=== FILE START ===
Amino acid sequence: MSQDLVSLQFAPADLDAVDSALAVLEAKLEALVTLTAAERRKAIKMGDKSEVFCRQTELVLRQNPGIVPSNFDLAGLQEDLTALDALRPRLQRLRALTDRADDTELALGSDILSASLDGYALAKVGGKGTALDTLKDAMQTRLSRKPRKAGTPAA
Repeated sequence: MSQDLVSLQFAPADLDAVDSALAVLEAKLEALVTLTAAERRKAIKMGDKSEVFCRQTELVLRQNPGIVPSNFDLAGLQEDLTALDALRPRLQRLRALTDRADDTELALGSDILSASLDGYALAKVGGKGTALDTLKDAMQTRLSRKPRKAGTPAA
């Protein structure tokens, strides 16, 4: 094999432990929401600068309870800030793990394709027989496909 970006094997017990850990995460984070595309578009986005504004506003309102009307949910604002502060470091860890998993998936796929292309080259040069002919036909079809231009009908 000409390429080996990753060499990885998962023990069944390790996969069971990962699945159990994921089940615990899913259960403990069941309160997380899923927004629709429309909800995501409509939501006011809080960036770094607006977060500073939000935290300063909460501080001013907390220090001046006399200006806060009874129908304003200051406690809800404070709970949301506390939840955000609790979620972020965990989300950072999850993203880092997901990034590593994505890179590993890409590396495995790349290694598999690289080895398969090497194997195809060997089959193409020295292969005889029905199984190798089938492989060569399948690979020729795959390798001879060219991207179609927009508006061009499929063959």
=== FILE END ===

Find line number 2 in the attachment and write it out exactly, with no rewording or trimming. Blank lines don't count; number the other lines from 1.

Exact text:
Repeated sequence: MSQDLVSLQFAPADLDAVDSALAVLEAKLEALVTLTAAERRKAIKMGDKSEVFCRQTELVLRQNPGIVPSNFDLAGLQEDLTALDALRPRLQRLRALTDRADDTELALGSDILSASLDGYALAKVGGKGTALDTLKDAMQTRLSRKPRKAGTPAA